The Donald J. Trump Guide to Getting Away With Anything

The former president has a knack for avoiding consequences for his misbehavior.

A Monopoly-like "get out of jail free" card featuring Donald Trump looking ready to get out from behind bars
Joanne Imperio / The Atlantic

With each new scandal involving Donald Trump, the question arises again: Is this the one that will finally exact some pain on the former president?

The question is in the air once more following the FBI’s seizure of top-secret documents from Mar-a-Lago last week. On the one hand, as both Trump’s allies and adversaries have noted, such a warrant on a former president is unprecedented, one of Trump’s lawyers reportedly told the government all files were returned prior to the search, and Trump has offered nonsensical defenses, all of which point to the seriousness of the situation. On the other, many cases involving mishandled classified information end without charges—just ask Hillary Clinton—and some experts speculate that the goal of the search may simply have been to recover the documents rather than to build a criminal case against Trump.

But because this case is only the latest in a string of scandals, the question can’t be separated from a broader context: Trump’s repeated ability to escape the most serious, and sometimes any, consequences for his serial misbehavior. This skill has birthed memes, including a reappropriation of the “Teflon Don” moniker, well-deserved conservative mockery of premature political death warrants, and the immortal “Ah! Well. Nevertheless” tweet.

This pattern has created an air of invincibility around Trump that can drive liberals to nihilistic fatalism and conservatives to hubris. In truth, the dichotomy is misleading: Though Trump has evaded the most serious legal consequences so far, he has paid a political price; there’s a reason he’s the former president and very unpopular with the majority of Americans. Still, as we await more information on the Mar-a-Lago search, the record reveals the maneuvers that have gotten Trump out of jeopardy in the past.

Before the Presidency

The Scandal: Too many to summarize, as I chronicled in a running tally before he was elected president, including housing discrimination, a scammy “university,” and sexual-assault and -harassment allegations going back decades.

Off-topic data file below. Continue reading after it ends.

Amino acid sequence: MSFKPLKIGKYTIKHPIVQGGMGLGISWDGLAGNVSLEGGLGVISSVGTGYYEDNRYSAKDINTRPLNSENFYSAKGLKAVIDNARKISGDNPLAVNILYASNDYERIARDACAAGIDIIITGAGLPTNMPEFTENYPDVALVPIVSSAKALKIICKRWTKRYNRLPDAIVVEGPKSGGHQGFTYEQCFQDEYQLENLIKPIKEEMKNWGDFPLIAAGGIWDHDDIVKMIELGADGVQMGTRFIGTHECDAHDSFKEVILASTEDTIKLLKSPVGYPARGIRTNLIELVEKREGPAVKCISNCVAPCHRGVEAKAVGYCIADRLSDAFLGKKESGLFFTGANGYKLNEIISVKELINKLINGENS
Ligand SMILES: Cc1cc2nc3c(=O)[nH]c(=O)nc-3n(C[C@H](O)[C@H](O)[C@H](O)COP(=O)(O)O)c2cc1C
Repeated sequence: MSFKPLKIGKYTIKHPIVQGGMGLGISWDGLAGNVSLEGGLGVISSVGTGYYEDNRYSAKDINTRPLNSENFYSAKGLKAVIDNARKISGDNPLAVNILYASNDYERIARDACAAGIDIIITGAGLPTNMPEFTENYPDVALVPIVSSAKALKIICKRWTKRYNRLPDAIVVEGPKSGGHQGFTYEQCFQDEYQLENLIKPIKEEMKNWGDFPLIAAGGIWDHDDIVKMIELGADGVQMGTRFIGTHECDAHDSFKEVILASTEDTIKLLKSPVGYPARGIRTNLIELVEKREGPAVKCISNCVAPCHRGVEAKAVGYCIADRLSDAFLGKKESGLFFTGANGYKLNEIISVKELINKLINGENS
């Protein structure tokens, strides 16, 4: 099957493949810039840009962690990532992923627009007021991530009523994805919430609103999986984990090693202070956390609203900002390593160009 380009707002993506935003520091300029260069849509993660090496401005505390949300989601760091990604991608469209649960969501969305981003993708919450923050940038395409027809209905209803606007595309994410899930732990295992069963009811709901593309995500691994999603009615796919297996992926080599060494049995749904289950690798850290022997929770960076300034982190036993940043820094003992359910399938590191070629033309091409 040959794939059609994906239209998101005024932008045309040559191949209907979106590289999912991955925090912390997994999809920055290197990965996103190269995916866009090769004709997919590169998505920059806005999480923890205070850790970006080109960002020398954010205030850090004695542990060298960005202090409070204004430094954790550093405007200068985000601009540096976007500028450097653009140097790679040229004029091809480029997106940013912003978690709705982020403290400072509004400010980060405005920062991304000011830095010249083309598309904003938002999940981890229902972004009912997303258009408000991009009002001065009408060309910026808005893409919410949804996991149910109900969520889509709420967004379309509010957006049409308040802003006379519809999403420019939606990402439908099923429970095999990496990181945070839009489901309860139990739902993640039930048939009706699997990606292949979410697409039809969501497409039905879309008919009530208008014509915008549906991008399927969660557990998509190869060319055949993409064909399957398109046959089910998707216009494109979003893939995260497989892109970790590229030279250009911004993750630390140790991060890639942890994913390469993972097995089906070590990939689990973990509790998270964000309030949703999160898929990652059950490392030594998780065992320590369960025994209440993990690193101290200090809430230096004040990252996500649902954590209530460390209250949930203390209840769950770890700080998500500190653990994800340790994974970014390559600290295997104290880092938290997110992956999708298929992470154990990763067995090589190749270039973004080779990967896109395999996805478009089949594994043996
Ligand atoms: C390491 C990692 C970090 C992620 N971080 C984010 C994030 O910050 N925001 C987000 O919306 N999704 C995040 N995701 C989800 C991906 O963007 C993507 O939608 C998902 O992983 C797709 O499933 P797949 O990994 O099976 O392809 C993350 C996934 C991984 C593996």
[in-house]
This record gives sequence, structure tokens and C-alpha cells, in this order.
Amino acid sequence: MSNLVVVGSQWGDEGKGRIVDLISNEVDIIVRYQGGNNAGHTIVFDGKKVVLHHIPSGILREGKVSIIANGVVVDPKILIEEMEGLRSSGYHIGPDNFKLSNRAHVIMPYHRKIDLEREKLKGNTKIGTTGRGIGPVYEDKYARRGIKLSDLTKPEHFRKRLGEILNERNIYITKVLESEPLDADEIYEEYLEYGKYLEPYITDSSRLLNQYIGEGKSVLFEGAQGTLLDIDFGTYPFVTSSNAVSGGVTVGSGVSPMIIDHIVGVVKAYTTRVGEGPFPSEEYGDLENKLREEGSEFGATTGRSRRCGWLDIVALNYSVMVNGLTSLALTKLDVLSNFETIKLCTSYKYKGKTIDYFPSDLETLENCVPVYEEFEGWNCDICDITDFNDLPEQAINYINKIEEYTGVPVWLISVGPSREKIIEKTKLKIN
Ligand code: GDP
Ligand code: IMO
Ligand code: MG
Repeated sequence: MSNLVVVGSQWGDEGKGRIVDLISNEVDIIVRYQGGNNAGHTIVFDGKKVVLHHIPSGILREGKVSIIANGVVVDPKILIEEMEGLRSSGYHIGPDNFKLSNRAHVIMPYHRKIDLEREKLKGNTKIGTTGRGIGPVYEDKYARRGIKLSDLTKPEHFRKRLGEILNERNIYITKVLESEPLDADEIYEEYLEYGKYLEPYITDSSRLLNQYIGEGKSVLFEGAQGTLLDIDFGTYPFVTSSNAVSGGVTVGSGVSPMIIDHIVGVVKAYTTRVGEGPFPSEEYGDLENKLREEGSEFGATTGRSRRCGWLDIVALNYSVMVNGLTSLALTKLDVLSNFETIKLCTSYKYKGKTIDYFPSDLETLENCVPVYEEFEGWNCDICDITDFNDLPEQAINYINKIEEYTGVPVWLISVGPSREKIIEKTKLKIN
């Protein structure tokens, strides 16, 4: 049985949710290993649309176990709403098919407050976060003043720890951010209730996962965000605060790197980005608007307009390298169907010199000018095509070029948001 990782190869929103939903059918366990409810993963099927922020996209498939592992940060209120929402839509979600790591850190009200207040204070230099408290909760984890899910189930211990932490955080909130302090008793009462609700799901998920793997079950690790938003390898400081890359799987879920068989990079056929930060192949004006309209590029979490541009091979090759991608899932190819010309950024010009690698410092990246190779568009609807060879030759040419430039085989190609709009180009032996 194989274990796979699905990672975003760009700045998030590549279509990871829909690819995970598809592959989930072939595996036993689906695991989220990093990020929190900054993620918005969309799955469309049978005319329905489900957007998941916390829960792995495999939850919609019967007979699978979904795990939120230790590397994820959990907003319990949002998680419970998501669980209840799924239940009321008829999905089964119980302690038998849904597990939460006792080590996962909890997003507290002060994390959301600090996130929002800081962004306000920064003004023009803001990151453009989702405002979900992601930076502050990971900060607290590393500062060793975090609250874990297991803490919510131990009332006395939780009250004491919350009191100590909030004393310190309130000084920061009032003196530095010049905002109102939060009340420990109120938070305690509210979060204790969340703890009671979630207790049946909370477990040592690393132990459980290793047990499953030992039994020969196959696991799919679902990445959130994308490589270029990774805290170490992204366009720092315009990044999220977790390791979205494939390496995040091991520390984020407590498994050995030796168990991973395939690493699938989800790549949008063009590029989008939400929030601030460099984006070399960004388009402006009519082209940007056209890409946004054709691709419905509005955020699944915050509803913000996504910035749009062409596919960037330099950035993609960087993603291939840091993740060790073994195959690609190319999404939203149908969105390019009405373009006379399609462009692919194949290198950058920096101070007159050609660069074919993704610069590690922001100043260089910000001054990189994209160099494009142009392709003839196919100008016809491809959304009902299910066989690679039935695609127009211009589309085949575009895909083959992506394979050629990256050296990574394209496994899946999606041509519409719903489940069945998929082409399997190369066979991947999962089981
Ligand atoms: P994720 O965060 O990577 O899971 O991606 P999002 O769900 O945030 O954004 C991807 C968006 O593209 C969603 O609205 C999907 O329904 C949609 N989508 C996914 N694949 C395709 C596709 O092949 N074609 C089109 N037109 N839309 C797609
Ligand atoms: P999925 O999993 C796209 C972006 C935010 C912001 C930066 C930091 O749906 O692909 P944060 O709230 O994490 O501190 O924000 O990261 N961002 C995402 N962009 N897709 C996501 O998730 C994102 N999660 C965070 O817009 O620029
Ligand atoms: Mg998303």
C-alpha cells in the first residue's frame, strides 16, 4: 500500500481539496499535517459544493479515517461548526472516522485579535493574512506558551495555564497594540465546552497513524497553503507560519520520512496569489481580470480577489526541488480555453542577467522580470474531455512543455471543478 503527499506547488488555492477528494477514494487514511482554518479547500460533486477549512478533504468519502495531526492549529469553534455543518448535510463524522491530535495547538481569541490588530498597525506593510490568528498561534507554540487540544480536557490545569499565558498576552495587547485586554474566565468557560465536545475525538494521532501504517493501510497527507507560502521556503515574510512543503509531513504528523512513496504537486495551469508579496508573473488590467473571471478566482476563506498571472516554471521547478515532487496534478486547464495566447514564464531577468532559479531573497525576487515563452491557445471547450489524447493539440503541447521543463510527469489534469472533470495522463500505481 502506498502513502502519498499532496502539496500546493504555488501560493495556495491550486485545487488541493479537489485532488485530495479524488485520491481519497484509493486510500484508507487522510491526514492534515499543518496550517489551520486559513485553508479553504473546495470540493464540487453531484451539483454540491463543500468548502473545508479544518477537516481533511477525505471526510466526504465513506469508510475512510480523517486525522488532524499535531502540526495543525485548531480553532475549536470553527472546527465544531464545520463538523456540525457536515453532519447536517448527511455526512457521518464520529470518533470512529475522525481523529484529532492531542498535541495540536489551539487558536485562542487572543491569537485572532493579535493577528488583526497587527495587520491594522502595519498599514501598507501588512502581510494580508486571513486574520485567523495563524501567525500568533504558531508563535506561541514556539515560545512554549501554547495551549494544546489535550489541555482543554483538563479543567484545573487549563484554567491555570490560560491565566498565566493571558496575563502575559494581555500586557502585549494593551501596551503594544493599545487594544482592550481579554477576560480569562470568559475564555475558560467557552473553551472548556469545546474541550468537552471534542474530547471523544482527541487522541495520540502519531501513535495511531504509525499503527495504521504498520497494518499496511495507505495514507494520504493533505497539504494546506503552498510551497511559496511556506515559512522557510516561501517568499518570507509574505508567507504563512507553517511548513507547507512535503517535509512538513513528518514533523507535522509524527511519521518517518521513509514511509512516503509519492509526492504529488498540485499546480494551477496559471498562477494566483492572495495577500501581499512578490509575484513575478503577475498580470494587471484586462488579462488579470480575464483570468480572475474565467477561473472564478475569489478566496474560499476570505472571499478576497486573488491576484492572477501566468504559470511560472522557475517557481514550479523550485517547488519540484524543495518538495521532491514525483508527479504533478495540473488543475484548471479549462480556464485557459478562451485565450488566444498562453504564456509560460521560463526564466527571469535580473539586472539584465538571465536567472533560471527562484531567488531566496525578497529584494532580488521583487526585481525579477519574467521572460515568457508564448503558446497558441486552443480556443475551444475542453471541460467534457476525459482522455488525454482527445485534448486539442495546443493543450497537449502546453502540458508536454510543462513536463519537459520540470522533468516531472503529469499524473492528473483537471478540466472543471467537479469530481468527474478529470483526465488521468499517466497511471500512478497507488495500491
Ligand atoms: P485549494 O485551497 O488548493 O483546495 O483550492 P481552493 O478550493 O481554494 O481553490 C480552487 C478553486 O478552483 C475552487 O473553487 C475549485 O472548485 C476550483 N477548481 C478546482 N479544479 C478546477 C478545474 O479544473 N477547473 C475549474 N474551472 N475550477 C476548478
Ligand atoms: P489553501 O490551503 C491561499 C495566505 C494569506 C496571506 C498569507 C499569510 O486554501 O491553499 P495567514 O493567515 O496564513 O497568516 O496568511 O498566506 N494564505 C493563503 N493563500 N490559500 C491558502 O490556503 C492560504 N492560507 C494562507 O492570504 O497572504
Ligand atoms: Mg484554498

When: 1973–2017

How He Got Away With It: You name it, he tried it: connections, luck, running out the clock, endless litigation. But more than anything, a pattern emerged of Trump managing to sidestep serious legal consequences by paying fines to dispose of regulatory headaches, civil lawsuits, and other matters, frequently without having to admit guilt or submit to any other penalties. Many of the cases involved corners cut or laws bent to benefit his business, and the fines tended to represent a sliver of whatever revenue he’d made by way of the infraction.

Russian Collusion

The Scandal: Although Trump, as well as many people who ought to know better, insists that the story was a hoax, his campaign colluded with Russian agents during the 2016 campaign, hoping for some edge against Hillary Clinton.

When: 2016

How He Got Away With It: First, Trump left the dirty work to lieutenants, skipping (for example) the infamous Trump Tower meeting with Russian agents. Second, Trump critics overreached, becoming obsessed with sideshows, such as the Steele dossier or the campaign hanger-on Carter Page, that distracted from the core offense. Third, Special Counsel Robert Mueller was hobbled by a Justice Department policy against charging sitting presidents with crimes, and he seemed so determined to play his investigation by the book that he soft-pedaled the seriousness of his findings.

Extorting Ukraine

The Scandal: Using congressionally appropriated funds, Trump tried to blackmail Ukraine into assisting his reelection campaign by announcing an investigation into Joe Biden’s son Hunter.